A new school year is here and while it may be tough to get back into the routine, making sure your child gets enough sleep is one of the most important things you can do to ensure he’s refreshed and ready to learn.
“When adults don’t get enough sleep, we may be cranky and complain about it,” said Dr. Jyoti Krishna, director of sleep medicine at Akron Children’s. “When kids don’t get enough sleep, they don’t complain about feeling tired. Instead, they may act out or have trouble paying attention in school. It may also take them longer to understand new information and complete simple assignments.”
Young kids who are attending school all day for the first time are even more likely to suffer from a lack of sleep.
“Studies have shown that a small percentage of 5 year olds still need naps, which makes their need for a good’s night sleep even more important,” said Dr. Krishna.
This past June, the American Academy of Pediatrics endorsed new sleep recommendations for children published by the American Academy of Sleep Medicine.
“Some individuals need more sleep than others, so those ranges account for that natural variation,” said Dr. Krishna.
A recent study published in the journal Sleep Medicine showed that even just an average of 18.2 more minutes per night can be beneficial.
How can you tell if your child is getting enough sleep? One telltale sign she’s not getting enough is she’ll be difficult to awaken in the morning.
Here are 9 ways to ensure your child gets a good night’s sleep:
- Look at how your own schedule is affecting your child. Are you and your child frequently running to the store late at night to pick up milk or other staples? Do you or the other parent wake your child after working a late shift? Your daily routine might be preventing your child from getting the recommended amount of sleep.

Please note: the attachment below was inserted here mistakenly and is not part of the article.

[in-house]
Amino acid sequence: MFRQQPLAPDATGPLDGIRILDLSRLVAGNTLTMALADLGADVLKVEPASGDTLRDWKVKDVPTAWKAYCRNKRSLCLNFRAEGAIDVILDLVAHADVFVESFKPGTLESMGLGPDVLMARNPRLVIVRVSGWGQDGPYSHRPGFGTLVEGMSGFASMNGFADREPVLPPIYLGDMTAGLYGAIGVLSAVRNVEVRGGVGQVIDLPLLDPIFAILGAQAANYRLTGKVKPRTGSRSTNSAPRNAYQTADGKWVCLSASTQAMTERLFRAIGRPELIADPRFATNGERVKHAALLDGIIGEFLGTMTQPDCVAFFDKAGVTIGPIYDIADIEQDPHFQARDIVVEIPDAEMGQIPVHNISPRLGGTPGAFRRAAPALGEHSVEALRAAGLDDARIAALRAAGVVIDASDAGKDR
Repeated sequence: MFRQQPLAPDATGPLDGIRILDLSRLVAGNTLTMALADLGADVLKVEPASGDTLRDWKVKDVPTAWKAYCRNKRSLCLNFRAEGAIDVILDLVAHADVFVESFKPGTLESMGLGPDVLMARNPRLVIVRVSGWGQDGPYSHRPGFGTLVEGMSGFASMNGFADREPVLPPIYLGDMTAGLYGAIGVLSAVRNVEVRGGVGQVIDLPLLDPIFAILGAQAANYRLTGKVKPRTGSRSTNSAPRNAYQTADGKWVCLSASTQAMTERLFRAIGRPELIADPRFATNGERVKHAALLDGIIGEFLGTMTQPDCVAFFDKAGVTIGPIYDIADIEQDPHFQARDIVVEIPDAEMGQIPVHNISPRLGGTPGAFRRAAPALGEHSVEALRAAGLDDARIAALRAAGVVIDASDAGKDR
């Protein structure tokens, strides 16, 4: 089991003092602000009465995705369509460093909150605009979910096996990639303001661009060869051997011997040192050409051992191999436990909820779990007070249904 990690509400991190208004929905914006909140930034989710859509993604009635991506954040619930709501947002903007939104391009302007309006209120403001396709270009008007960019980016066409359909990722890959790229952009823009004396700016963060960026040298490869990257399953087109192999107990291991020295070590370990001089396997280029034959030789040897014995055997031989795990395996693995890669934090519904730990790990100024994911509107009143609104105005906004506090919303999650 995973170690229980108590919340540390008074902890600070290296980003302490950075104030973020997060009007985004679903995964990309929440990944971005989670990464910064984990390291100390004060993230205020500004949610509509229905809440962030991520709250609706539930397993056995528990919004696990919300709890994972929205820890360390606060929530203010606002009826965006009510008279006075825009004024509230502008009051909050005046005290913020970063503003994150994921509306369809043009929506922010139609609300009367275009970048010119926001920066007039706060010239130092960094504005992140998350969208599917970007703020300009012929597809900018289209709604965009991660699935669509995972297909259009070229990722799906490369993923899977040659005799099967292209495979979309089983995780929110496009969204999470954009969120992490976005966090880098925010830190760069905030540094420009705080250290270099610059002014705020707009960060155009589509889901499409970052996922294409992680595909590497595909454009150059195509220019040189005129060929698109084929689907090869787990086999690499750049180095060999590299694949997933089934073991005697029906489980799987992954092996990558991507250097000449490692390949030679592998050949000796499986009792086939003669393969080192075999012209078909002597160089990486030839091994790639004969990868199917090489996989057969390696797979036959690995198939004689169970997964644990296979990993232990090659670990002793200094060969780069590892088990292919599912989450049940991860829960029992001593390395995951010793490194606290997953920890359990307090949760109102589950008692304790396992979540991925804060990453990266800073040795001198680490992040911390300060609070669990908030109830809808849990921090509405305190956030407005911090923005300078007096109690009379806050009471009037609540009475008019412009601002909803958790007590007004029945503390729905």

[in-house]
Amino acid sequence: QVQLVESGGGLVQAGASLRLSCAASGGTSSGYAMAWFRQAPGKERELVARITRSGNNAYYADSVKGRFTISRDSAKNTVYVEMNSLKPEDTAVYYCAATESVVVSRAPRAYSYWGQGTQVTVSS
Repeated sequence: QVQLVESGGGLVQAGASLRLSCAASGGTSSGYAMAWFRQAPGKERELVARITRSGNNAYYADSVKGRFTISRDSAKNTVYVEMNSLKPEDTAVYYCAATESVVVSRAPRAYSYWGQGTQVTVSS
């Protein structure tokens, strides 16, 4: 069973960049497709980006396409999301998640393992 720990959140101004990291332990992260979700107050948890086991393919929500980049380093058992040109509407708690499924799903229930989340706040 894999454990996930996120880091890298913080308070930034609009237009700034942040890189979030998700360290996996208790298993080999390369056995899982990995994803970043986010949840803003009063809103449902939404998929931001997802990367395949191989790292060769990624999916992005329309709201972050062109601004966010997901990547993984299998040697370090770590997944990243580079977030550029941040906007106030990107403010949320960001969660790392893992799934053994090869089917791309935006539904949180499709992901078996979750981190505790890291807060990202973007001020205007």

- Devise a schedule that’s best for your family. Perhaps you need to have dinner earlier so your child can go to bed at a consistent time. Be realistic about after-school or work activities that could interfere with bedtime.
- Reduce or eliminate caffeine from the diet. Caffeine, including sodas and iced tea, should not be consumed at all by children or at least not after lunch, as the effects of caffeine can last for several hours and interfere with sleep quantity and quality. Many parents might be surprised to learn that some brands of soft drinks, such as orange sodas and root beer, contain caffeine while others do not, so check the labels. Chocolate and chocolate milk are less of a problem, but they can still affect sleep. Water or plain, low-fat milk are the best choices.
- Turn off the TV and other screens. The artificial light from TV, computers, video games and other electronic devices disrupts melatonin, our natural sleep hormone, while the content of the media engages the brain. This makes it doubly hard for your child to fall asleep. Read a book to your child in low light or allow your older child to read before bed. Be sure to set a limit on the number of stories.
- Don’t send your child to bed hungry. A small, healthy snack, such as fruit, string cheese with crackers or a bowl of whole-grain cereal, is OK at bedtime. Avoid chocolate and sugar.
- Follow a consistent and calming bedtime routine. A warm bath can be a good way for your child to settle down for the night. So can listening to soothing music. Children like predictability, so follow the same bedtime and bedtime routine every day. On the weekends, you can let your child stay up an extra 1-1 ½ hours, if you must. Anything more than that and it will be difficult to get back into the routine on Sunday night.
- Create a comfortable sleep environment. If your child goes to bed while it’s still light out, room-darkening blinds can help. A fan or white noise machine can drown out noise from traffic, creaky floorboards or barking dogs. Keeping the room temperature cool, but comfortable, will also help promote sleep.
- Avoid late afternoon naps. Although your child might be tired from a long day at school, avoid letting him nap. In some cases, short naps less than 20 minutes may be OK, as long as they don’t delay bedtime. Any longer and it will be difficult for your child to fall asleep at bedtime.
- Let your child fall asleep on her own. At the end of the bedtime routine, tuck in your child, kiss her goodnight and leave the room. If you lie down with her or stroke her hair until she falls asleep, she’ll have trouble falling asleep without you.